OVER 100 participants from the seafood sector attended BIM’s seminar on the EU Commission’s Landing Obligation in Páirc Uí Chaoimh.
The Landing Obligation aims to reduce the levels of unwanted catches, the fish species that unintentionally end up in fishermens’ nets.
As the Obligation requires all caught fish to be counted against quotas, including unwanted species, its introduction represents a radical change in fisheries management to encourage more selective fishing procedures.
BIM CEO Jim O’Toole said it represented a ‘major paradigm shift’ in the history of EU ï¬sheries management with potentially far-reaching consequences.
‘Considerable efforts have been dedicated in recent years to understand these consequences and address the many questions surrounding the implementation of this new policy,’ he said.
The seminar sought to inform attendees on the new rules and the exemptions that will apply from January 1st when the Landing Obligation will come fully into force.
It also highlighted the need for greater monitoring and recording of catches and new policy initiatives designed to ease implementation. Issues around the handling and storage of unwanted catches of small fish that have to be landed under the Landing Obligation as well as potential uses for these catches were also discussed.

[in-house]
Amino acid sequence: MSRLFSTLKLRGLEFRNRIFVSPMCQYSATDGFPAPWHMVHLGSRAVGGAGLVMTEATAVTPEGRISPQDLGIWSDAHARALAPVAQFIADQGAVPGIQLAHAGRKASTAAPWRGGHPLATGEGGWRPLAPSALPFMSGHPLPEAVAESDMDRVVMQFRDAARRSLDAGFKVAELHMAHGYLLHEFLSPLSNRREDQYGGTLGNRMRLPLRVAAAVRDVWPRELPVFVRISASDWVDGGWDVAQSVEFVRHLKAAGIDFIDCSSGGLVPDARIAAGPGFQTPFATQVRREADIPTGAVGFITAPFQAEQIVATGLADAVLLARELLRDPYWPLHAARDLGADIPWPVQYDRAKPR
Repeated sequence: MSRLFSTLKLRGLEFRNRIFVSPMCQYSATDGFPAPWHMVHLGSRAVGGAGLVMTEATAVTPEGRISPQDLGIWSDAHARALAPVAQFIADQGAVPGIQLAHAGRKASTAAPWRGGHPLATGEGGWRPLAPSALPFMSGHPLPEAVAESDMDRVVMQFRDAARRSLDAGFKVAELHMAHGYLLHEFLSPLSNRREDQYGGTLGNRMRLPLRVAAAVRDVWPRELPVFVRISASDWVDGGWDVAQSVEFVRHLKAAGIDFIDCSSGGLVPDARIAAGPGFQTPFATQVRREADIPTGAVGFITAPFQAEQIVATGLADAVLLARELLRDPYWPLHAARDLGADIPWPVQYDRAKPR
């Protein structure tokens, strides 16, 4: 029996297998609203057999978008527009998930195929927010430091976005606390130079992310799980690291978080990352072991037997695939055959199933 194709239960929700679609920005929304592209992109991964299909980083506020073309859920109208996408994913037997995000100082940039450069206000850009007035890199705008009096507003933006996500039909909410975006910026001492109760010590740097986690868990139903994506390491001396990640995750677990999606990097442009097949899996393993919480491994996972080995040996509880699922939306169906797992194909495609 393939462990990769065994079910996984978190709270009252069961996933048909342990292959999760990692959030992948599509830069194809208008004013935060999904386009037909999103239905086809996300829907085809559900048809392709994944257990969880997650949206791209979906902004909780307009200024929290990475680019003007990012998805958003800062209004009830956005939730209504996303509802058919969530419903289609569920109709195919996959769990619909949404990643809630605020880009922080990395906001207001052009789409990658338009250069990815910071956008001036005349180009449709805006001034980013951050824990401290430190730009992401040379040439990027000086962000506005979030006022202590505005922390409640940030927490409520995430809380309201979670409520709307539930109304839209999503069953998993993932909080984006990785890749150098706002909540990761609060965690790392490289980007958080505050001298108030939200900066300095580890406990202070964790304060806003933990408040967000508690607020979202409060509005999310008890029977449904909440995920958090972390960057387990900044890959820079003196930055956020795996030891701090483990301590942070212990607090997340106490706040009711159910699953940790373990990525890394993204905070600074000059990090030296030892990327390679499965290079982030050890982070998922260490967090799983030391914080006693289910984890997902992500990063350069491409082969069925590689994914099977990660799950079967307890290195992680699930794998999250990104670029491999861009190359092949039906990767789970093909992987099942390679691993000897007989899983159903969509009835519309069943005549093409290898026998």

The last part of the seminar showcased available technical and innovative solutions to help fishermen adapt. Two significant technical developments to addressing the challenge for fishermen will be more selective fishing gear and the avoidance of areas with high concentrations of small fish.
Dr Ronán Cosgrove of BIM said the body has been trialling new selective fishing gear which can reduce unwanted catches significantly in anticipation of the challenges that the Landing Obligation will bring. Underwater footage of BIM’s new gear ‘in action’ and models of selective gear were available to view and fishermen who trialled it spoke very positively of their own experiences using it.
At the conference the Marine Institute discussed mapping of areas with high concentrations of undersized fish, as well as the planned introduction of a new app for fishermen which would identify these areas.
The Department of Agriculture, Food & the Marine (DAFM) discussed the exemptions that apply to the new Obligation while the Sea Fisheries Protection Authority (SFPA) outlined how it intends to monitor catches in 2019.
The Landing Obligation was agreed as part of the reform of the Common Fisheries Policy (CFP) in 2013.
It has been introduced on a phased basis since January 2015 when pelagic fisheries (mackerel and herring) were first targeted. This extended to include demersal fisheries (cod, whiting, haddock, plaice and hake) in 2018. In January 2019 all fisheries will be included.